Fitness to practise: nurses wait longer for outcomes as cases pile up

Backlog of FtP cases grows as regulator grapples with staffing and drive to improve decisions

Backlog of FtP cases grows, finds Professional Standards Authority, as nursing regulator grapples with staffing issues and drive to make decision-making more person-centred

Picture: iStock

Nurses facing fitness to practise (FtP) procedures increasingly wait too long for the outcomes, an external review of Nursing and Midwifery Council (NMC) performance found.

The nurse regulator’s own regulator, the Professional Standards Authority (PSA) said the NMC had failed to meet its standard on time taken to bring FtP cases to a fair conclusion. The PSA pointed to a growing backlog, with 1,556 cases stretching back more than a year compared to 950 at the time of the previous review, as well as lengthening procedure times.

However, the PSA’s 2019/20 review noted the NMC had met the other 17 performance standards set.

Concerns about the fitness to practise process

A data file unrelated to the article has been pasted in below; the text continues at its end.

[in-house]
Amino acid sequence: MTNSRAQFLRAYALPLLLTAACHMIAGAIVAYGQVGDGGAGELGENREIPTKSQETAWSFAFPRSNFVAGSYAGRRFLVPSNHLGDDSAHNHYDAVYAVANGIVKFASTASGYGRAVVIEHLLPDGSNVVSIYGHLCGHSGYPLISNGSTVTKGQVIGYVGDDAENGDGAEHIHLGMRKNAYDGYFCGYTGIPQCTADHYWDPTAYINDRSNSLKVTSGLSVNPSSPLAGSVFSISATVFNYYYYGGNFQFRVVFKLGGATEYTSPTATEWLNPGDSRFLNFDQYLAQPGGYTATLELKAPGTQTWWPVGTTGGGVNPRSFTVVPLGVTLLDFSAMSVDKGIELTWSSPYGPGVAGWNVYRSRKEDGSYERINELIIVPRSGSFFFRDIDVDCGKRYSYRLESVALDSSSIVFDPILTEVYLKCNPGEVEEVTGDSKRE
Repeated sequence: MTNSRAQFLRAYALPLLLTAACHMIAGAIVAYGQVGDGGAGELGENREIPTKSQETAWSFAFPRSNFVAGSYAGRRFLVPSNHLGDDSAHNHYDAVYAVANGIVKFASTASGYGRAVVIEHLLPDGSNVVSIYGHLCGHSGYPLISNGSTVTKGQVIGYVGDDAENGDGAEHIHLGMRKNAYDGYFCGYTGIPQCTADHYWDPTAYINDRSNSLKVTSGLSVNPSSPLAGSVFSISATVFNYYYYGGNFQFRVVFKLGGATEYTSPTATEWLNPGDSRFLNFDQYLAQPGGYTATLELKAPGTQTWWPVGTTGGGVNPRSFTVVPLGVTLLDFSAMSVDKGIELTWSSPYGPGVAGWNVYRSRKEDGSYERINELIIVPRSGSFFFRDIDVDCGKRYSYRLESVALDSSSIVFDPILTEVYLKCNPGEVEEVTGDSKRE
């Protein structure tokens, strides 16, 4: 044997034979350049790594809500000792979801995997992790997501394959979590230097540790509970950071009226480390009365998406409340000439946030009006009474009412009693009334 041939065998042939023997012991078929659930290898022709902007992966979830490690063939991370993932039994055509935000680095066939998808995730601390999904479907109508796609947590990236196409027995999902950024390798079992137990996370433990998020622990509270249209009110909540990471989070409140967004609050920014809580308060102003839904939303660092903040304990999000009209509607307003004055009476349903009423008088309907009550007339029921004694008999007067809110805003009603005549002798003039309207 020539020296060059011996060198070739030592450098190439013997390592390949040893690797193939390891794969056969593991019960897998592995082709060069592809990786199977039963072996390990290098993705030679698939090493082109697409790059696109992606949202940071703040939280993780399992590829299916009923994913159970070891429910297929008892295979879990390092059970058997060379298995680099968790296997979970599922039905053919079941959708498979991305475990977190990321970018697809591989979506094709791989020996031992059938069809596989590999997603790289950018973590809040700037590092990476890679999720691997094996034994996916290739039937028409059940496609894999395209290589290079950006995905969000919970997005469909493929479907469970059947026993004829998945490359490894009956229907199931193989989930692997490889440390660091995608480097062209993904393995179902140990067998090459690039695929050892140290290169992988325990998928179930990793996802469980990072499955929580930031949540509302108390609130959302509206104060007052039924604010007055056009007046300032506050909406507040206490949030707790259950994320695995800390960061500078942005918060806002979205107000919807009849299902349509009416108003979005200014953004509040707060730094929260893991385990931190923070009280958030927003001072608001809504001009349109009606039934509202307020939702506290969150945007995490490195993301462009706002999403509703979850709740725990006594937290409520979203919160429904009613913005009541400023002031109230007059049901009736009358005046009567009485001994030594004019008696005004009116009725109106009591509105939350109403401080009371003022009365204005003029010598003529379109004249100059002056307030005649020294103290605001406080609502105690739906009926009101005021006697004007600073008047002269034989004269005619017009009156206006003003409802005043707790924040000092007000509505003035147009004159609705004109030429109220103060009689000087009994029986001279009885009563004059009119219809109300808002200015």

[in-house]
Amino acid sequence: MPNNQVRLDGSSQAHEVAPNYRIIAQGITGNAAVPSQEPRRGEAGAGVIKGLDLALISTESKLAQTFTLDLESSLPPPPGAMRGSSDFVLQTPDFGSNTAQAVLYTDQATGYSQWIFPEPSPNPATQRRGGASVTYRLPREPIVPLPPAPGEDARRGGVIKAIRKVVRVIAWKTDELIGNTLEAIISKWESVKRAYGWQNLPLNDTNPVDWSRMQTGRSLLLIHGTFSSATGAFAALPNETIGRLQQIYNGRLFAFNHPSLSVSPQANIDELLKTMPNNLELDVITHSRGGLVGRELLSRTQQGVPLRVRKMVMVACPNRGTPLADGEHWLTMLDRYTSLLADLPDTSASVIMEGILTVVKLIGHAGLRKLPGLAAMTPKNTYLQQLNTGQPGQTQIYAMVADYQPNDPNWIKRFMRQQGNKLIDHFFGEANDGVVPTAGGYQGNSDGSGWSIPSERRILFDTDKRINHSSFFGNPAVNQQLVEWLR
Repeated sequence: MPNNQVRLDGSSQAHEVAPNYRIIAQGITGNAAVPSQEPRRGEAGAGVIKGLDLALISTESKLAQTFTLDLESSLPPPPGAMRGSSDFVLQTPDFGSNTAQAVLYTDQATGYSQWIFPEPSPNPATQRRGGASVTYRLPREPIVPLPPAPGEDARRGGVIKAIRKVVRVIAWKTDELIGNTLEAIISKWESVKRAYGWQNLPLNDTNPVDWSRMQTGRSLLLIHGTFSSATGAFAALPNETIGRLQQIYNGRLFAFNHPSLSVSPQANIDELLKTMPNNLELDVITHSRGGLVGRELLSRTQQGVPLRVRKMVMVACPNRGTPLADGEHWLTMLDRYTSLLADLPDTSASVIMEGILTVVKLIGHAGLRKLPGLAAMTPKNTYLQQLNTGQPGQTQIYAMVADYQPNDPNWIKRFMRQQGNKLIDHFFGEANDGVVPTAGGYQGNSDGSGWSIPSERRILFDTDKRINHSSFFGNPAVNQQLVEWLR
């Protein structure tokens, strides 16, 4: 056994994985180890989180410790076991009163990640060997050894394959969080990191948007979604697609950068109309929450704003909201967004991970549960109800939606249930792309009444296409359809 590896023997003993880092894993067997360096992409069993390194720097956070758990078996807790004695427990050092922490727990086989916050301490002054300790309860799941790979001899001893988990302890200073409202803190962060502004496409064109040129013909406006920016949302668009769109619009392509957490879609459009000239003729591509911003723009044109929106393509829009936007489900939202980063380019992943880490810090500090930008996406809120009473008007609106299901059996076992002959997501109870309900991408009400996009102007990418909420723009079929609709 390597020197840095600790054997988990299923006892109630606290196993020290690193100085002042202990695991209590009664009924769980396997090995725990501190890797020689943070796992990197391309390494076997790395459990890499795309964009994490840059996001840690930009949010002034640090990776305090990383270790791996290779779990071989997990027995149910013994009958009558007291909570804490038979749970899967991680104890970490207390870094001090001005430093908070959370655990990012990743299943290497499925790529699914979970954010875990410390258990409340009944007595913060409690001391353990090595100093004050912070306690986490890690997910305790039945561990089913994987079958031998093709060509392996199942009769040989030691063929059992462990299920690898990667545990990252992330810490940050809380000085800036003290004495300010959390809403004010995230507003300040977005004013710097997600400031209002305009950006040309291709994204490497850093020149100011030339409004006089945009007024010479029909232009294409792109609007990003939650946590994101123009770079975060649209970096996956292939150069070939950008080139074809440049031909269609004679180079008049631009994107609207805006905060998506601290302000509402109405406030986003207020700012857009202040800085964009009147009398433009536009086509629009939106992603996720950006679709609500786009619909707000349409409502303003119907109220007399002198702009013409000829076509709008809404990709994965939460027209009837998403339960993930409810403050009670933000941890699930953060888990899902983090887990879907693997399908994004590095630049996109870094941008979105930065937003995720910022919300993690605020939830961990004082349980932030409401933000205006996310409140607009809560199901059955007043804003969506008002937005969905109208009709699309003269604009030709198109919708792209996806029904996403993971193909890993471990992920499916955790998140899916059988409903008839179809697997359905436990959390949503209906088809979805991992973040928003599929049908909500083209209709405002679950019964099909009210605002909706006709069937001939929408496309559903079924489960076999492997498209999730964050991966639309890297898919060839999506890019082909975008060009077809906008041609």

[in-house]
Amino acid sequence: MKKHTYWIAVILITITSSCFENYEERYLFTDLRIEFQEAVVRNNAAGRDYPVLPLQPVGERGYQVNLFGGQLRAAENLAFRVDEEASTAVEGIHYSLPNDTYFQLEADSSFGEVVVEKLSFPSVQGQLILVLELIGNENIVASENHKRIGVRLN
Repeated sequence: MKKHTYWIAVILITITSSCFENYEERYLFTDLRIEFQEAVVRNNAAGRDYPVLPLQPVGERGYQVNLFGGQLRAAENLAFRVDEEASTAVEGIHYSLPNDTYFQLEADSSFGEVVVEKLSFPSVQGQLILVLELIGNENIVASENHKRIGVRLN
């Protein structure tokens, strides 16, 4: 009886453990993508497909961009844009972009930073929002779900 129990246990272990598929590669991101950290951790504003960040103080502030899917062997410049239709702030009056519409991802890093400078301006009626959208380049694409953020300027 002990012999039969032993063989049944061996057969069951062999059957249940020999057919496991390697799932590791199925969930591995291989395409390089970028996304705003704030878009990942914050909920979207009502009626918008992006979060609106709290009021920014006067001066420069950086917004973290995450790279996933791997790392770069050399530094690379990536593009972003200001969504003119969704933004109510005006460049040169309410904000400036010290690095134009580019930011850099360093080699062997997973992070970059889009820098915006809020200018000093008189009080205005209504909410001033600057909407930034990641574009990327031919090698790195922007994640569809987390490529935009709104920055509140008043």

Picture: Charles Milligan

The Professional Standards Authority found:

  • The NMC is taking longer to reach case decisions. The median time from referral to a final decision is 90 weeks, up from 80 weeks previously
  • The number of cases adjourned for further investigation increased from 23 in the last review to 82

Person-centred approach to FtP is time-consuming

The NMC said staffing issues, and efforts to improve the quality of its decision-making and to make the FtP process more person-centred, had contributed to the growing backlog.

It is increasing the size of its teams and plans to outsource 50 cases to external law firms.

The implications of the PSA review, published in March, will be discussed by the NMC’s ruling council tomorrow, 19 May.

Professional and personal toll on nurses

Cathryn Watters of campaign group NMCWatch reflected on the impact on registrants of long waiting times for FtP rulings. She said: ‘Registrants may not be able to secure employment during this time. It can affect their mental health, financial stability and many aspects of their personal lives.’

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